GENEVA, Nov 11 (Reuters) – Germany and Iceland submitted a request on Friday on behalf of dozens of countries to hold a special session at the U.N. Human Rights Council on the ongoing protests in Iran later this month, a document showed.
The request called for the session “to address the deteriorating human rights situation in the Islamic Republic of Iran, especially with respect to women and children,” according to the letter signed by the two countries’ ambassadors.
It’s important that @EmmanuelMacron met with @AlinejadMasih, a prominent #Iranian activist fighting for a free #Iran. The world hears the cries of revolution from #Iran’s streets. No more Zarif. No more nuclear negotiations (hopefully). #MahsaAmini #IranRevoIution2022 pic.twitter.com/M2uSHcyvjq
— Alireza Nader علیرضا نادر (@AlirezaNader) November 11, 2022
Anti-government demonstrations began in September after the death of a Kurdish woman, Mahsa Amini, who had been detained by morality police for allegedly flouting the Islamic Republic’s strict dress code imposed on women. They have since grown into a popular revolt and rights groups say hundreds of protesters have been killed in the government crackdown. The government has blamed Amini’s death on preexisting medical problems.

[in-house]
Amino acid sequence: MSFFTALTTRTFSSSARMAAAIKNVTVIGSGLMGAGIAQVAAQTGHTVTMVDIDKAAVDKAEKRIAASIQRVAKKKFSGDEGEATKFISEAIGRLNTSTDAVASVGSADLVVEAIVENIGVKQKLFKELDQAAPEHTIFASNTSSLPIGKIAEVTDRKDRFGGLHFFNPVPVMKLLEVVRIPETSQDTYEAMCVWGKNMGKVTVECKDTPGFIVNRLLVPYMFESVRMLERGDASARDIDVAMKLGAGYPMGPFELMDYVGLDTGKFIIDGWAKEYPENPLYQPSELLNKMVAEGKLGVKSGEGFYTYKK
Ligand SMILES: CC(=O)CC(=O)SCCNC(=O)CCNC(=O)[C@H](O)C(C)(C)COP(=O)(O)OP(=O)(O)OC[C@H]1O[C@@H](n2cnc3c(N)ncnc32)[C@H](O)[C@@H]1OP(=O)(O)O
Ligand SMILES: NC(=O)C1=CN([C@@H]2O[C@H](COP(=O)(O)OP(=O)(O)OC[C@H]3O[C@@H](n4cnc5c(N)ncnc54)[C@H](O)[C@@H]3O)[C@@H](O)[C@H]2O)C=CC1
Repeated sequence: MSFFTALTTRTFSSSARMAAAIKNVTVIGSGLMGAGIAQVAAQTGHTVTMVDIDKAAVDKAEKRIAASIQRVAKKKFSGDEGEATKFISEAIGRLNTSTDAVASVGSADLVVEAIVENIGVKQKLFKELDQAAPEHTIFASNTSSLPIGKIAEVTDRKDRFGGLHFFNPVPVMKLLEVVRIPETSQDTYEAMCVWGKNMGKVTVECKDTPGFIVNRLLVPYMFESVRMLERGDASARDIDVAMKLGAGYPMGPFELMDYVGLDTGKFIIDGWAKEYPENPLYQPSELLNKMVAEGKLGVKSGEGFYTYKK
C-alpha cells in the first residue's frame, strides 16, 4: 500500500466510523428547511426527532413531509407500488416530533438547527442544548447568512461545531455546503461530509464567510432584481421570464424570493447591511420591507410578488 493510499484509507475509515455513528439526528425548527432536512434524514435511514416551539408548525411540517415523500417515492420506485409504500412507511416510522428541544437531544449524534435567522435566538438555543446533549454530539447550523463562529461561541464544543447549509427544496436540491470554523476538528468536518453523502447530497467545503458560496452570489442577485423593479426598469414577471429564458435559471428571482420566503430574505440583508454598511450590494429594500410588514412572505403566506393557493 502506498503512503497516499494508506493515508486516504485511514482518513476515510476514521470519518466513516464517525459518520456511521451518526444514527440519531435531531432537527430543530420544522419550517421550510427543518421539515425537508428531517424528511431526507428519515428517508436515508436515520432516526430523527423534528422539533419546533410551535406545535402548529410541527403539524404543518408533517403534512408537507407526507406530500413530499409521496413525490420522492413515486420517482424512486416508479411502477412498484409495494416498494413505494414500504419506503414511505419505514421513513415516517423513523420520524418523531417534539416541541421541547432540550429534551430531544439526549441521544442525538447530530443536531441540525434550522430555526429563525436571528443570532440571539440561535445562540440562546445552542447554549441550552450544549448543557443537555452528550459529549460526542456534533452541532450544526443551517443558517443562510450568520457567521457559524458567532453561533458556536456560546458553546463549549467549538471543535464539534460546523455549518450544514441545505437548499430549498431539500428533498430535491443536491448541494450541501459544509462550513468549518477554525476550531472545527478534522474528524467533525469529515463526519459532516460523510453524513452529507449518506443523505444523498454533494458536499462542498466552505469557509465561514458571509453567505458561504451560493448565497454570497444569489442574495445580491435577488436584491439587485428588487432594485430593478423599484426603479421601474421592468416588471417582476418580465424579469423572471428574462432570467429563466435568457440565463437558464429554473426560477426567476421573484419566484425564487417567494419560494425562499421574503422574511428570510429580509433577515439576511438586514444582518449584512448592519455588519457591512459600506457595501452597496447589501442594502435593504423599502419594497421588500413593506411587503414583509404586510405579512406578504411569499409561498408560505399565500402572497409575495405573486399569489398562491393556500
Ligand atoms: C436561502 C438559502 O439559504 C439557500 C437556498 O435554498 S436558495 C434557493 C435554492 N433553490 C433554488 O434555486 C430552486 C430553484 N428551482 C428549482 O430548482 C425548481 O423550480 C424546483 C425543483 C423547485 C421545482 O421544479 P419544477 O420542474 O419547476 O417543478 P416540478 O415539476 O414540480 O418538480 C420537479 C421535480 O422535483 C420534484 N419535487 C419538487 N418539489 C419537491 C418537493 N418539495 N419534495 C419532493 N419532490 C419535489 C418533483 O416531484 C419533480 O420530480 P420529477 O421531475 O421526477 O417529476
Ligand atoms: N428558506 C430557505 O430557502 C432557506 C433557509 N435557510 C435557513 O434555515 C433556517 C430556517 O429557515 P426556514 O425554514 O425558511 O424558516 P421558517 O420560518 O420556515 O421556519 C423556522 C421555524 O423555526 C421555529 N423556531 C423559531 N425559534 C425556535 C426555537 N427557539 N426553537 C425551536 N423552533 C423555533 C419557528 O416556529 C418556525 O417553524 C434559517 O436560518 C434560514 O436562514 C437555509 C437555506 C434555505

At least one-third of the U.N. Human Rights Council’s voting members supported the proposal, as is required for meetings outside of the body’s normal agenda, meaning its convening is a formality.
Dozens of others also signed up, the German diplomatic mission in Geneva said, bringing the total number of backers to 44. It did not immediately provide the list.
The letter requested the meeting take place on Nov. 24.
Iran has opposed the convening of the meeting in private meetings, diplomats told Reuters. Its diplomatic mission in Geneva did not respond to an emailed response for comment on the planned debate on Friday.
The rights council has no legal powers in itself but its debates boost scrutiny of alleged abuses and sometimes the evidence gleaned from its investigations are later used in international court cases.
(Reporting by Emma Farge; editing by Jonathan Oatis)